Theresa May’s fabled magic money tree has once again blossomed in the Downing Street rose garden it would seem. Either that or Rishi Sunak has struck gold underneath the Treasury.
For, as has so often been the case this year, the Chancellor will today tap his red box and magic up billions of pounds to invest in projects and public services.
Schools, the police, prisons and the military are all set to benefit at Sunak’s spending review. The infrastructure budget will also get a boost and of course we can’t forget about the huge sums set aside to keep the furlough and self employment support schemes running until March.
But a central pillar of Sunak’s review, we’re told, will be his “levelling up” plan for the nations and regions of the UK. In plain English, this means cash for green energy projects, transport connections, freeports, broadband, city growth deals and more.
In the north-east we could see the St Fergus gas terminal, near Peterhead, benefit from a £1billion carbon capture fund, the £100million Moray growth deal could be fast tracked and a North Sea oil and gas transition deal delivered.
And, listening to Treasury briefings in the run up to today’s review, one policy which could finally see the light of day is the shared prosperity fund.
The fund was first touted in 2017 by the Tories as a means to “reduce inequality between communities across the four nations” and to deliver “sustainable, inclusive growth”.
Its real aim is to replace EU structural funds which will cease at the end of the Brexit transition period next month.
Scotland saw around £850million in EU cash between 2014 and 2020. That money went towards major infrastructure projects like the Kessock Bridge at Inverness and has helped make things such as the University of the Highlands and Islands a reality.
The Scottish Government has calculated that around £1.2billion would be needed over the next seven years to keep pace with what would have been offered inside the EU. Up to now the Treasury has only confirmed £220 million for next year and that is for the whole UK, not just Scotland.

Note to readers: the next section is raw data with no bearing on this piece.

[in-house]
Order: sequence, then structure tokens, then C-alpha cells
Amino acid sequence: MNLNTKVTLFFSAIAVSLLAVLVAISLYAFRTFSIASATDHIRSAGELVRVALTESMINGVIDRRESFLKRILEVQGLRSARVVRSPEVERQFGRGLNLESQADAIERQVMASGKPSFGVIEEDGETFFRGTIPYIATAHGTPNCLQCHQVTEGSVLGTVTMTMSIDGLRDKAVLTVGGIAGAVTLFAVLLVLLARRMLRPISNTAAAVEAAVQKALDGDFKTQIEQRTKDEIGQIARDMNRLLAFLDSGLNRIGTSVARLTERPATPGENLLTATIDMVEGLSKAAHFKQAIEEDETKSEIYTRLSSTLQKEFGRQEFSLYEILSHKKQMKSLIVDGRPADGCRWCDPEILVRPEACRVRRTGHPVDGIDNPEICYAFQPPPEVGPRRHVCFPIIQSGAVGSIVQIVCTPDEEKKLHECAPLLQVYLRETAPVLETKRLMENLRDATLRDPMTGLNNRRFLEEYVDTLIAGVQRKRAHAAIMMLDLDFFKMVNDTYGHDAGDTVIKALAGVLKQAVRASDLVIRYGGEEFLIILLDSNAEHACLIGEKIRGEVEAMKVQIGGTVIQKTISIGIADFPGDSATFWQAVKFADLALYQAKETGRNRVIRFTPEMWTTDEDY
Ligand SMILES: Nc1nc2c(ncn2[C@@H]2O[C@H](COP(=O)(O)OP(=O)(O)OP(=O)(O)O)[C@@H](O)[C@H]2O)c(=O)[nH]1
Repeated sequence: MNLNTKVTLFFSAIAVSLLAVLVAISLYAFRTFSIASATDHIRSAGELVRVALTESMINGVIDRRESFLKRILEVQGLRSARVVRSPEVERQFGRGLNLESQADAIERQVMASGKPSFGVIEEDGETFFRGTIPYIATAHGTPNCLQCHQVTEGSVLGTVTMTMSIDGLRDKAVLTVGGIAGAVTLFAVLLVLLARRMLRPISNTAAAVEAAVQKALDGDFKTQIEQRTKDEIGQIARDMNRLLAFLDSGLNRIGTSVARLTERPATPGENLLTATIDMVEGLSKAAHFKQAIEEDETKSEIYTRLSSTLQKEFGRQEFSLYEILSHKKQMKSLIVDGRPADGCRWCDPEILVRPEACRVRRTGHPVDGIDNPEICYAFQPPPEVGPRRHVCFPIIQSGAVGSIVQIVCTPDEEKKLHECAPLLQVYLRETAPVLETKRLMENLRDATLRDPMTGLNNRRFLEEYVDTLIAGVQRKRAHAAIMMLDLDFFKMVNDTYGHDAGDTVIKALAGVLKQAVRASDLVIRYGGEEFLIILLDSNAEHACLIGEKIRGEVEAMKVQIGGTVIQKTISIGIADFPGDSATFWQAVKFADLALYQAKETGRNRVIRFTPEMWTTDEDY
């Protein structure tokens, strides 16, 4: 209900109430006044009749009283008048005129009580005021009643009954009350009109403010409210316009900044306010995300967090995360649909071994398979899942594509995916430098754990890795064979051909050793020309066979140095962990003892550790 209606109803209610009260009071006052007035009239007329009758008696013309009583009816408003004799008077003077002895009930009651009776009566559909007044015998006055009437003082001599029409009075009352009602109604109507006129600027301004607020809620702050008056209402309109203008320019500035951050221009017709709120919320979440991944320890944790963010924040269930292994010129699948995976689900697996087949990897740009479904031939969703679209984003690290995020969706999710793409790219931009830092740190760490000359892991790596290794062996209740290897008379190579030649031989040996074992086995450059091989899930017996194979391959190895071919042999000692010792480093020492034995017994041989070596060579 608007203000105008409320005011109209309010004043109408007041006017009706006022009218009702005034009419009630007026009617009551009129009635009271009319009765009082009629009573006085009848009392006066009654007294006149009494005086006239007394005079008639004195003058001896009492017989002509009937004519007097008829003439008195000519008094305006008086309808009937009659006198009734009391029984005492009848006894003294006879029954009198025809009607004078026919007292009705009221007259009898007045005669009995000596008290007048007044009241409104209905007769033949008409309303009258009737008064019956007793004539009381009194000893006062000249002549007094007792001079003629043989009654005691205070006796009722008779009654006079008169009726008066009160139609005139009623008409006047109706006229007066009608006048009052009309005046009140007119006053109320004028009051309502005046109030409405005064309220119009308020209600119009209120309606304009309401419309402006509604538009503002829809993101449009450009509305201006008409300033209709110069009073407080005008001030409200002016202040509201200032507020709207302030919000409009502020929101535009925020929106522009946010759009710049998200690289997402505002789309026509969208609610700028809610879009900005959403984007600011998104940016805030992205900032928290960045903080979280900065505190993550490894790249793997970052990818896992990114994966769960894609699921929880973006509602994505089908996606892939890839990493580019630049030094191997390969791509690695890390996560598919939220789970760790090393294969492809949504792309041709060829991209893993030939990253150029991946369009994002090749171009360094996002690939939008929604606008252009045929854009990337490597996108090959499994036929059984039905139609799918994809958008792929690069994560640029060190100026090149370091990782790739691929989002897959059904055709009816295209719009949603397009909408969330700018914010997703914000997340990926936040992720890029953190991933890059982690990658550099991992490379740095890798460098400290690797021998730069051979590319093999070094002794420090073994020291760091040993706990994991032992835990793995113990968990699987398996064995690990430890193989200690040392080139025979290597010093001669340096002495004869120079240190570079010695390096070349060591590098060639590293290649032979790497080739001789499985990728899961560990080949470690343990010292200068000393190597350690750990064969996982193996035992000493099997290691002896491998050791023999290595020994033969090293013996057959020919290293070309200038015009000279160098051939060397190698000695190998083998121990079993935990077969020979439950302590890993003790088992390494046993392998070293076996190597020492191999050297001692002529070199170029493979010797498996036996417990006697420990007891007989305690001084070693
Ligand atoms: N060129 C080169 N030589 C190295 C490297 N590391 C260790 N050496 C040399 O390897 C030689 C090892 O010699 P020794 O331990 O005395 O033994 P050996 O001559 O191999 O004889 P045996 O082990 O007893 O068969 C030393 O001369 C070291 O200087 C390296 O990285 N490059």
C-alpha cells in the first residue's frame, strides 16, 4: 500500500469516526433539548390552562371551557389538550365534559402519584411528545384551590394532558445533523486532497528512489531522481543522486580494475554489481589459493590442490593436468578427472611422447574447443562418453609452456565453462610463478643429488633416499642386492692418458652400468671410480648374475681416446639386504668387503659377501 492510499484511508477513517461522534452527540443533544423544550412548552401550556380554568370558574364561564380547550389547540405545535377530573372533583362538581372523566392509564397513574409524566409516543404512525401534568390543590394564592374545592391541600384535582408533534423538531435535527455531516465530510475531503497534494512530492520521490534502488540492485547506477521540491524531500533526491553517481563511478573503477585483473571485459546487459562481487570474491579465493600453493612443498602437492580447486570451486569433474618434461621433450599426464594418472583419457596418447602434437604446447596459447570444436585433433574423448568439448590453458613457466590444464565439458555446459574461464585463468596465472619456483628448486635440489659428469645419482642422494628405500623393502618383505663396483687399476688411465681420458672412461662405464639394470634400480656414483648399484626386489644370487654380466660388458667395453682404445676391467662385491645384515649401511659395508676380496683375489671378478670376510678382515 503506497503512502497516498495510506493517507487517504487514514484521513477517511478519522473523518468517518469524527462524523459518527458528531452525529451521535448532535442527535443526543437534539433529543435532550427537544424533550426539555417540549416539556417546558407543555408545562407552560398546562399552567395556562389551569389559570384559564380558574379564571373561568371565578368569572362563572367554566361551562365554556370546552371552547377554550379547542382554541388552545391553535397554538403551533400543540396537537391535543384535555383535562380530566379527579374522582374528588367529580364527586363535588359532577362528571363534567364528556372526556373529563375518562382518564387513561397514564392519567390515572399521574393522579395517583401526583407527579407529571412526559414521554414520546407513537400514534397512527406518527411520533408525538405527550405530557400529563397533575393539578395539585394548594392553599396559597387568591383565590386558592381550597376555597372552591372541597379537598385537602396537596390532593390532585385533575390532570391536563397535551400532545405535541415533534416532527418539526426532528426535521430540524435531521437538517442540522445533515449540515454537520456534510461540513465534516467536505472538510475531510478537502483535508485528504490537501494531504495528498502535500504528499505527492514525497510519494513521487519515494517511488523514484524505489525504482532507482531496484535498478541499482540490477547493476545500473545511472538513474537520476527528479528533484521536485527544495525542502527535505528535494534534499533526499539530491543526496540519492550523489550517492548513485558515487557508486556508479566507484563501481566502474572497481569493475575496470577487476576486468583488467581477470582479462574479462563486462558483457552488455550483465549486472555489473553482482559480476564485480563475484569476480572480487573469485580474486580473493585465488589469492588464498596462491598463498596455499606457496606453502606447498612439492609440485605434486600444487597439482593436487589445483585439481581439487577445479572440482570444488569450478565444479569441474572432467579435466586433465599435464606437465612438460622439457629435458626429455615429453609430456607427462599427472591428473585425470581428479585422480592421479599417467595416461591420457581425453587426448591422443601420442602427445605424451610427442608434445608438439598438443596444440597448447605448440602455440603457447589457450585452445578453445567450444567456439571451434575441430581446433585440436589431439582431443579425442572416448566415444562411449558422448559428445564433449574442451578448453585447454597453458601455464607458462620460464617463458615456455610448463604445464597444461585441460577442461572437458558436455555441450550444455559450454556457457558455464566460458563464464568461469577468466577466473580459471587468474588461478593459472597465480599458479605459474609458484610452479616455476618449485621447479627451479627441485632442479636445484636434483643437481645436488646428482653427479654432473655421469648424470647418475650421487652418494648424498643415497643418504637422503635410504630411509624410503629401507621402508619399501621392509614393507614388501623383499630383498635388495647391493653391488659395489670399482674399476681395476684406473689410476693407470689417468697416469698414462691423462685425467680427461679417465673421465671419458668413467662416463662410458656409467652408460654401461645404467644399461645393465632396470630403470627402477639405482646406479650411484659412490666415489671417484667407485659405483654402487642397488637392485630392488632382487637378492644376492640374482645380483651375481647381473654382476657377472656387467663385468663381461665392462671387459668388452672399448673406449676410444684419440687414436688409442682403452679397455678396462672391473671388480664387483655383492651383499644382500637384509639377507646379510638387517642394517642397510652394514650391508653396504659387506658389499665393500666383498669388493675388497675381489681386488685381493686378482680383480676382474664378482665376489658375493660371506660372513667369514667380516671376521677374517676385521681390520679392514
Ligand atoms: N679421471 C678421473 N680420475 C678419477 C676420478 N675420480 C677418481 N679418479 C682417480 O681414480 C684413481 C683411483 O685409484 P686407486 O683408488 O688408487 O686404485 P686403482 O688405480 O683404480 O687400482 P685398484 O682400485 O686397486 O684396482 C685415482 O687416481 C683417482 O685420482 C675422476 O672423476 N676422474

There are also uncertainties over how the cash will be administered. It is not yet clear whether the UK Government is willing to adopt an equivalent to the EU’s “subsidiarity principle” which is intended to ensure that powers “are exercised as close to the citizen as possible”.
Bute House says it wants “full control over replacement funding”, but no such guarantee has been forthcoming from Westminster.
The National Audit Office has previously been very critical of the way that the UK government has gone about spending money intended to boost regional and local growth, because of inadequate planning and lack of focus on outcomes. And there has long been a rejection of the notion that “the man in Whitehall knows best” when it comes to regional and local decision making.
If done right, the shared prosperity fund could be used as a springboard to showcase the importance of the union. If done wrong, it could become a vehicle for Westminster vanity projects north of the border and come to represent pork barrel politics at its worst.
So, while Sunak may today be seeking to present himself as Santa delivering some good festive fiscal news, there are many, many details to be filled in.
Next year is a pivotal one for Scottish politics, the Chancellor cannot today get away with any more uncertainty. There have been several false dawns for carbon capture funding, broadband in large parts of the Highlands is still non-existent and plans to decommission North Sea oil rigs have been left adrift.
Boris Johnson, speaking at the Scottish Tory conference over the weekend, said his was a government “to show how devolution can work for Scotland”. Today’s mini-budget will set the mood music for next May’s Holyrood elections and a well crafted, sensitive shared prosperity fund, combined with a green energy strategy that protects jobs, could provide Douglas Ross with a boost.
If the Chancellor, with just weeks to go until the end of the Brexit transition, leaves us asking where support will come from once EU cash has stopped and questioning how committed the UK Treasury really is to “levelling up”, it could prove fatal to the pro-Union parties at the ballot box. All eyes on Number 11 Downing Street.
Dan O’Donoghue is the Press and Journal’s political correspondent at Westminster